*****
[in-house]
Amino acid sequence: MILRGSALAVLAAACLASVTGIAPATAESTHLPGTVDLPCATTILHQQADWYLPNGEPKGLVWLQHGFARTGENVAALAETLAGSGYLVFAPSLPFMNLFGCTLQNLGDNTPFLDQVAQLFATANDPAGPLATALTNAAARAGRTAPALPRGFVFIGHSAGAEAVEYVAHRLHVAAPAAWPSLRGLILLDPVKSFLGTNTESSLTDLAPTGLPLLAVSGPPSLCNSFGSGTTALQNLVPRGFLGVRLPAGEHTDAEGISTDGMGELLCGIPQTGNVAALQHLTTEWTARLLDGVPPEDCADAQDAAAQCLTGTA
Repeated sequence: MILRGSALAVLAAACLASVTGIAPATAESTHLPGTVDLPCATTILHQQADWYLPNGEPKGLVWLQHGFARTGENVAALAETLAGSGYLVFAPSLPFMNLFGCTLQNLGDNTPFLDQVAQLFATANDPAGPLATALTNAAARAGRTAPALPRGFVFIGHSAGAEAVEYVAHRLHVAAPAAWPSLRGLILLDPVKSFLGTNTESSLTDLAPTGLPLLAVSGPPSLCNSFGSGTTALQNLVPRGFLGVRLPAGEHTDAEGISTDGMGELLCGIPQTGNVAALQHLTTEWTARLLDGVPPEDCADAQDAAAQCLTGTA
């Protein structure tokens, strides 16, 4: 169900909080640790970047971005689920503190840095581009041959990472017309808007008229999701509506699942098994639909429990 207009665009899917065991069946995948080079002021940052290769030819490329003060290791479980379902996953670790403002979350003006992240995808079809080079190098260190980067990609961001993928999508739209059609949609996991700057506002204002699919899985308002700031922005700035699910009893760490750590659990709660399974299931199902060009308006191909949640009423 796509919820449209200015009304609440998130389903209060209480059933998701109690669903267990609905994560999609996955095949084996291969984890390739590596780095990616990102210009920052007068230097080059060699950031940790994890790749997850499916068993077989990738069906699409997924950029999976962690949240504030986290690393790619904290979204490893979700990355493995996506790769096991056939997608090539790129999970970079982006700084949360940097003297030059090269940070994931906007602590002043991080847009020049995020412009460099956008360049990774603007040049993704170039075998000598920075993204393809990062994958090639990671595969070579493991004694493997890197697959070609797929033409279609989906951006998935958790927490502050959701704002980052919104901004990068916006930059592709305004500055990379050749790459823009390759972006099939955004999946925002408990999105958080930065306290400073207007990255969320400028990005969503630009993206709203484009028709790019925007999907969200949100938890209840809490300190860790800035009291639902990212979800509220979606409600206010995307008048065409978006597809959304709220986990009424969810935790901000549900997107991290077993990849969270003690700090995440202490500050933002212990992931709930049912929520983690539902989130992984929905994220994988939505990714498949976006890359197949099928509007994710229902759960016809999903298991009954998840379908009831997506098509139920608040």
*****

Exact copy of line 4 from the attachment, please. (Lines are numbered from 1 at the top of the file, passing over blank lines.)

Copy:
């Protein structure tokens, strides 16, 4: 169900909080640790970047971005689920503190840095581009041959990472017309808007008229999701509506699942098994639909429990 207009665009899917065991069946995948080079002021940052290769030819490329003060290791479980379902996953670790403002979350003006992240995808079809080079190098260190980067990609961001993928999508739209059609949609996991700057506002204002699919899985308002700031922005700035699910009893760490750590659990709660399974299931199902060009308006191909949640009423 796509919820449209200015009304609440998130389903209060209480059933998701109690669903267990609905994560999609996955095949084996291969984890390739590596780095990616990102210009920052007068230097080059060699950031940790994890790749997850499916068993077989990738069906699409997924950029999976962690949240504030986290690393790619904290979204490893979700990355493995996506790769096991056939997608090539790129999970970079982006700084949360940097003297030059090269940070994931906007602590002043991080847009020049995020412009460099956008360049990774603007040049993704170039075998000598920075993204393809990062994958090639990671595969070579493991004694493997890197697959070609797929033409279609989906951006998935958790927490502050959701704002980052919104901004990068916006930059592709305004500055990379050749790459823009390759972006099939955004999946925002408990999105958080930065306290400073207007990255969320400028990005969503630009993206709203484009028709790019925007999907969200949100938890209840809490300190860790800035009291639902990212979800509220979606409600206010995307008048065409978006597809959304709220986990009424969810935790901000549900997107991290077993990849969270003690700090995440202490500050933002212990992931709930049912929520983690539902989130992984929905994220994988939505990714498949976006890359197949099928509007994710229902759960016809999903298991009954998840379908009831997506098509139920608040």